• You never actually received a break cost quote, but the bank has found some creative way to determine that it was ‘reasonably foreseeable’ that break costs were communicated – you might think different.
  3. The Jurisdiction of the Financial Ombudsman Service (FOS)

    If Clydesdale has time-barred you complaint, or if you are not satisfied with the offer of redress from the bank, then you may be able to take your complaint to FOS. However, there are a couple of big hurdles here:

    • You have 6 months from the date of the bank’s Final Response Letter (FRL) in order to take you case to FOS. If you submit you case to FOS after 6 months and 1 day of the FRL, then the bank will typically look to get your complaint time-barred and you will need to provide ‘exceptional circumstances’ to FOS in order for them to accept your case. Please note that ‘exceptional circumstances’ does not cover being busy with running a business and overlooking the deadline or waiting for your banking relationship with Clydesdale to end so that you feel unimpeded to put the complaint in.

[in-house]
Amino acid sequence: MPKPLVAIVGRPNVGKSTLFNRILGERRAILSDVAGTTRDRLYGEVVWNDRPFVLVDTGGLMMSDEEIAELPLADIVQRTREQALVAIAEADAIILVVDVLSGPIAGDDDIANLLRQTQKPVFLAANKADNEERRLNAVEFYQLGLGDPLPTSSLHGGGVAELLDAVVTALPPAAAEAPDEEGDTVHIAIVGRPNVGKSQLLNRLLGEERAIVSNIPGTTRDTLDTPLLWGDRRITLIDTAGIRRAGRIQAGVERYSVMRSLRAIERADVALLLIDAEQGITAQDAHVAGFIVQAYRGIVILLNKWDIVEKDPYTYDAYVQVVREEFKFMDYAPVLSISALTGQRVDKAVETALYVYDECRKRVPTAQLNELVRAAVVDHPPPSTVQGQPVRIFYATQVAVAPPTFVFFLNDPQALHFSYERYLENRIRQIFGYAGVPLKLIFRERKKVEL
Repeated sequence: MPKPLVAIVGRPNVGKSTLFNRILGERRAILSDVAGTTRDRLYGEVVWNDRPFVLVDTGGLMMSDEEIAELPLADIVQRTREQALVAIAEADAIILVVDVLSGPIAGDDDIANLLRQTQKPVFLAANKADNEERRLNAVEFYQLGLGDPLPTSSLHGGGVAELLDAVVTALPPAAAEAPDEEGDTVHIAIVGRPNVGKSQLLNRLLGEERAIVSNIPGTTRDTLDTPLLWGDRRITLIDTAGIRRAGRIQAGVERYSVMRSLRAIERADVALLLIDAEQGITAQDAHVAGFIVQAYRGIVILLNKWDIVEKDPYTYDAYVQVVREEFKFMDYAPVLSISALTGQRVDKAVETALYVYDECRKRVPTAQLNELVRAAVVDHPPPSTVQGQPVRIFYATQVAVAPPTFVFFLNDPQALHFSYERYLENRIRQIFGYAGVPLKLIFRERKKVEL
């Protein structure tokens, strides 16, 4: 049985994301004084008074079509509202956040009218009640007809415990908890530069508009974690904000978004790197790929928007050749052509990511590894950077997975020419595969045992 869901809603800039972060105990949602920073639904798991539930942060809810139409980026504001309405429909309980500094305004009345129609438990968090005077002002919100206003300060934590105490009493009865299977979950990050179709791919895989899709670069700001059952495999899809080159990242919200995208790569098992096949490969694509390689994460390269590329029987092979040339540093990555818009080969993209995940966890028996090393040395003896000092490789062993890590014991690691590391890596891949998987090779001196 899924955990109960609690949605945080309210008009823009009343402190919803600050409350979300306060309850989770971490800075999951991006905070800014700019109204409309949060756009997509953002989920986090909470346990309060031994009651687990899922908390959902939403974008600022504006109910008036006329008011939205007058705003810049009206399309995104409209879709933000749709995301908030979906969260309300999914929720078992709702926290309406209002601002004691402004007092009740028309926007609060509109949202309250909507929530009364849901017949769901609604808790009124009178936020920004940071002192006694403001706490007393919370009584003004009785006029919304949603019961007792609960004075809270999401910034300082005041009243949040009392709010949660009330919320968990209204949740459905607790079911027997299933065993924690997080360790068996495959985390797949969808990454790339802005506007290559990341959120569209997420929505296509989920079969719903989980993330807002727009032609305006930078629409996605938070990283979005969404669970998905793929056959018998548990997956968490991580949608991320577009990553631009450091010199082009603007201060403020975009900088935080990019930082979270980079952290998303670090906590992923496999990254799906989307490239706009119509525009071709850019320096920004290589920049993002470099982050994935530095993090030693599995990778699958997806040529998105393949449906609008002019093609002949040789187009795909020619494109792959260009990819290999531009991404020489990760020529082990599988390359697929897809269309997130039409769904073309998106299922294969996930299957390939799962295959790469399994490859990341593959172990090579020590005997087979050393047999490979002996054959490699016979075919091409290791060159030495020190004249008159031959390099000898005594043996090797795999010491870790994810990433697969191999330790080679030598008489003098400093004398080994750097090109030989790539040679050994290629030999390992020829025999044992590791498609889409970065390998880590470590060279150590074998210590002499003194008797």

• The other stumbling block is that you will need to be a ‘microenterprise’ in order for FOS to look at you case. Many businesses I speak to fall foul of this criteria as their revenue is typically greater than £1.6million (€2million) and they have more than 10 full time employees. Remember, the bank will try all they can for your case not to go to FOS, so they will look at any connected entities, common directorships and shareholdings and the number of part-time as well as full-time employees.